Nose: As expected, the nose on this blend of pot distillates is a big one. There’s so much billowing out of the glass. Quite sharp initially it also possesses some sweetness. The unmistakable qualities of both stills are fully on display here. Medicinal is the order of the day for the Vendome and more classic pot still notes are present for the John Dore I. Acetone is unmistakable and very prominent. Plenty of brine is accompanied by an acidic, almost balsamic note. Sticking plasters. Pine. Sweet menthol notes. Given time to breathe in the glass, you can push past the medicinal characteristics and this really opens up. There’s cherry stone aroma, similar to the one found in the new Mount Gay Pot Still release. This ushers in barrel influence with wet wood, vanilla and some growing spice characteristics….think black pepper, ginger, fennel seeds, candied hazelnuts and the unmistakable aroma of the cedar wood insert from a cigar tube. I want to say black tea too…..it kind of is and isn’t at the same time. A minerality follows this with wet pumice stone. There’s a sweet sugared almond or maybe a powdered sugar aroma that sticks with the back end and some warm sticky tropical fruit like papaya and guava jam show up. Molasses, Raisins, dates and maybe black walnut bitters. It becomes almost floral at the back end.

Mouth: Blimey. There it is. Big. Dry. Tannic. Very oily. Plenty of warmth to the entry but not as much heat as expected. It’s in possession of a big and oily mouthfeel and that starts bringing a fair bit of acidity which grows a little too much and becomes mildly distracting….fortunately only for a short while. It’s a little tangled and knotted based upon the first sip and you definitely need to acclimatise to separate the experience, but it starts to develop very nicely with the Vendome medicinal notes playing a role up front and dead centre. Herbal tablets. Antiseptic. Fiery ginger. Medicinal, verging on peat smoke…..more Ledaig than Caol Ila though as it’s carried on the drying wet spicy oak. It teases your mouth encouraging your salivary glands to work overtime with its dry pepper, sharp vinegar and citrus oil. This slowly guides you towards the John Dore I with its acetone, brine and salty coastal notes. The mid palate has plenty of weight and is barrel led initially with cocoa, ginger, and plenty of peppery heat. A touch more smoke, leather, cedar sap, pine and menthol. Milk chocolate coated ginger pieces…..think more fiery heat than sweet ginger. Maybe a hint of cigar tobacco. The back end brings chocolate coated honeycomb, caramelised peanuts and cashews. A touch of sweet syrupy black cherry and a heady mix of stewed rhubarb and ginger syrup. The finish is still going…..it’s a full reflection of the preceding experience. The herbal, acetone, brine, medicinal and sharp notes pull you through heat and spice into the fading sweetness of honeycomb, caramelised nuts, and strangely a hint of melon Jolly Rancher sweets. The barrel bursts in at the death with black pepper, fennel, a return of the minerality rounded out with sweet smoke and menthol.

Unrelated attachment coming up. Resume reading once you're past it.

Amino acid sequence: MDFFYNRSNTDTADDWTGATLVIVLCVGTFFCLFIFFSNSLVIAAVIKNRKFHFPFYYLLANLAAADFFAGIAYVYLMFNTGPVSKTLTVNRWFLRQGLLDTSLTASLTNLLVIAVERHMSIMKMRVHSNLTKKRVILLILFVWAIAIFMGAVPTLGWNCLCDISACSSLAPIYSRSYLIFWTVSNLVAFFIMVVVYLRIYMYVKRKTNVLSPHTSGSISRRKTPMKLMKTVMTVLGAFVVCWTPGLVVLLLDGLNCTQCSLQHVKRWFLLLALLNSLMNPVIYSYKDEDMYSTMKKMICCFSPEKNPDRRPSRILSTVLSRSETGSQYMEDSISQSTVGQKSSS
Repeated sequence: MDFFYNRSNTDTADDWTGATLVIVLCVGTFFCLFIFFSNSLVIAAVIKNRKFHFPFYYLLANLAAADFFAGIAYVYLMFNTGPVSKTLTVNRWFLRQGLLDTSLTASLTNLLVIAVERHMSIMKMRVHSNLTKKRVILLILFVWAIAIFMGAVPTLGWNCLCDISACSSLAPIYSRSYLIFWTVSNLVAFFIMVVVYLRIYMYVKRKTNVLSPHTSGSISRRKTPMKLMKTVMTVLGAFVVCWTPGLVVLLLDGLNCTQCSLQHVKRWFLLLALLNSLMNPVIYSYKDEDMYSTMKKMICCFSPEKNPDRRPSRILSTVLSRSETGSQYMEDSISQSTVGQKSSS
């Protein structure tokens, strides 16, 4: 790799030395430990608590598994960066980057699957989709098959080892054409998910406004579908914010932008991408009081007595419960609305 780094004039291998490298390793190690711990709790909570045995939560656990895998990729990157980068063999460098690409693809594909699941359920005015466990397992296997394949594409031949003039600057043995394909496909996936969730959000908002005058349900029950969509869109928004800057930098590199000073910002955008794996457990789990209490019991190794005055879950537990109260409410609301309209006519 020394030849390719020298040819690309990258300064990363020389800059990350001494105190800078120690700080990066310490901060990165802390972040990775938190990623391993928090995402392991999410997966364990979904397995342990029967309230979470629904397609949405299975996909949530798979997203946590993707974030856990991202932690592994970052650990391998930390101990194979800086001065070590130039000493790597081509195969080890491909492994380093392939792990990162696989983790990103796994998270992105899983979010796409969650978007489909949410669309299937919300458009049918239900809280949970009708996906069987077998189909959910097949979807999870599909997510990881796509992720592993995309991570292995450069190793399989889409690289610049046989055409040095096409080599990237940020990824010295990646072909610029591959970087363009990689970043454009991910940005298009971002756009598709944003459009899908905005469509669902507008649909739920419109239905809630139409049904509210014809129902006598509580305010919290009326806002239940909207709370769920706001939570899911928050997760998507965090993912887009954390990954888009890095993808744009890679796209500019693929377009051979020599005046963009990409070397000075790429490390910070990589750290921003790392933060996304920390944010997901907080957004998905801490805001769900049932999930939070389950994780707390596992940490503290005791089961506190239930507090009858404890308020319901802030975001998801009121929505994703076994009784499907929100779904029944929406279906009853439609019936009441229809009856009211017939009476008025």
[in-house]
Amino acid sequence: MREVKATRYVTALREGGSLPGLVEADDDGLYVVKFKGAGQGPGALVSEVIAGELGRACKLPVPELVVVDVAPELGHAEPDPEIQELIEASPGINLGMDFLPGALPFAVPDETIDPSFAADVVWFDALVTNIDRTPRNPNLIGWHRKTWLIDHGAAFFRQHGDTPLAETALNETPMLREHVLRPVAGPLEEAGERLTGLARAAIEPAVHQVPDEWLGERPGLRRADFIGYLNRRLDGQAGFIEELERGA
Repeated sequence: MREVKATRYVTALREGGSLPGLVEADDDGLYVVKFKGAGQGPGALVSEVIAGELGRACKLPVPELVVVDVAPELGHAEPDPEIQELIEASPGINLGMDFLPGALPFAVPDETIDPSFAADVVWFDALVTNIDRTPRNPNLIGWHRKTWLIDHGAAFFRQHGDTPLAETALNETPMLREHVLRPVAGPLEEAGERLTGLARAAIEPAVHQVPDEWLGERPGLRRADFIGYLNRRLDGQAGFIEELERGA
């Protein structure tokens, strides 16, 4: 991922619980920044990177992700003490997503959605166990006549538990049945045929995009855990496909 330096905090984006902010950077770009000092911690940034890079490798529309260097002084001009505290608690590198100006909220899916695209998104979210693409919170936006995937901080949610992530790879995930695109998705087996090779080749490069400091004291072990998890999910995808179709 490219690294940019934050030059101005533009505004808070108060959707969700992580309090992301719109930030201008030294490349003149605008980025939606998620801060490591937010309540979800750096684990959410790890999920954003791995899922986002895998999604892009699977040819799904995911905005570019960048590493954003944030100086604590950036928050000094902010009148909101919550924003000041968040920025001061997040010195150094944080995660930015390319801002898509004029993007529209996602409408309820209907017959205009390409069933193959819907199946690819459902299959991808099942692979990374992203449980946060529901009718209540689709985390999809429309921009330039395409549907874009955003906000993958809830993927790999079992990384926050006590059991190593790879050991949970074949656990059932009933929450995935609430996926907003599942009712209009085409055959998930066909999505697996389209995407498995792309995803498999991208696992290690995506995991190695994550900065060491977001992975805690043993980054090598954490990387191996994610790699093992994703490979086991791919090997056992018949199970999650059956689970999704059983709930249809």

In Conclusion: It’s a near spot on amalgamation of the more straight up (when compared to its bottle mate) pot still nose of the John Dore I with its acetone and brine and the more weighty medicinal nose of the Vendome. The balance achieved on both the nose and palate with these two big, vocal characters is very impressive and is testament to what they can do at St Lucia Distillers. It continues to develop and the transition from nose to palate is excellent. It’s no secret that my favourite still at St Lucia Distillers is the Vendome, second place goes to John Dore I…..it could’ve been a mess…but it isn’t. The John Dore I tempers the Vendome perfectly well and the abv is spot on. Now all we need are regular releases like this with more blend combinations…..I’d even like to see a John Dore I only bottling released here. It’s not without its flaws…..but it’s just so enjoyable. Well done St Lucia Distillers…..you listened…..and this Rum geek is very happy.

4.5 / 5

© Steven James and Rum Diaries Blog 2020. Unauthorized use and/or duplication of this material, both written and photographic without the express and written permission from this blog/sites author and owner is strictly prohibited. Excerpts and links may be used, provided that full and clear credit is given to Steven James and Rum Diaries Blog with appropriate and specific direction to the original content.